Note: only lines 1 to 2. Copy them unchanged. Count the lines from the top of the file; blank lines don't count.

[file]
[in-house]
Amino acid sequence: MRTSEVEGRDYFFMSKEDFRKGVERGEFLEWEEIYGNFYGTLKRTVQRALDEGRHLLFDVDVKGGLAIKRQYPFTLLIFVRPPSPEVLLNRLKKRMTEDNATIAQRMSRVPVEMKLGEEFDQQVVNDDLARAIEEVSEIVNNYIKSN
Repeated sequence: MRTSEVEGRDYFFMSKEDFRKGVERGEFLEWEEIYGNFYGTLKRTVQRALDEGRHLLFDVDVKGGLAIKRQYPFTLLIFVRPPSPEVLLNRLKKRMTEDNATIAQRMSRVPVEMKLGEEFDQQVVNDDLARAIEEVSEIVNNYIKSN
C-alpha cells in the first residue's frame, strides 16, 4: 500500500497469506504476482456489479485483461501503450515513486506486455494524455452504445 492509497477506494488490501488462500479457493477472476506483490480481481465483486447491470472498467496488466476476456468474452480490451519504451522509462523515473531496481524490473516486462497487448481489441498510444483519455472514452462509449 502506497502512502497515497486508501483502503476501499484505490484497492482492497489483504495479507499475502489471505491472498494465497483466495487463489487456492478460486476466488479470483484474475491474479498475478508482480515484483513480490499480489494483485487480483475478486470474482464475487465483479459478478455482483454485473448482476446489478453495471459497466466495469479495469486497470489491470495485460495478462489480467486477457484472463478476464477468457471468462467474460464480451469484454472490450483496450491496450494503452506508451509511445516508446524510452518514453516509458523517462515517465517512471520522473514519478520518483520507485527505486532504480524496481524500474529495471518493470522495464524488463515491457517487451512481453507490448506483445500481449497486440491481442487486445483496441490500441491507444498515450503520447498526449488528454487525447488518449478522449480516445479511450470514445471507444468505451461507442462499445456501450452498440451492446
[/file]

[in-house]
Amino acid sequence: MRTSEVEGRDYFFMSKEDFRKGVERGEFLEWEEIYGNFYGTLKRTVQRALDEGRHLLFDVDVKGGLAIKRQYPFTLLIFVRPPSPEVLLNRLKKRMTEDNATIAQRMSRVPVEMKLGEEFDQQVVNDDLARAIEEVSEIVNNYIKSN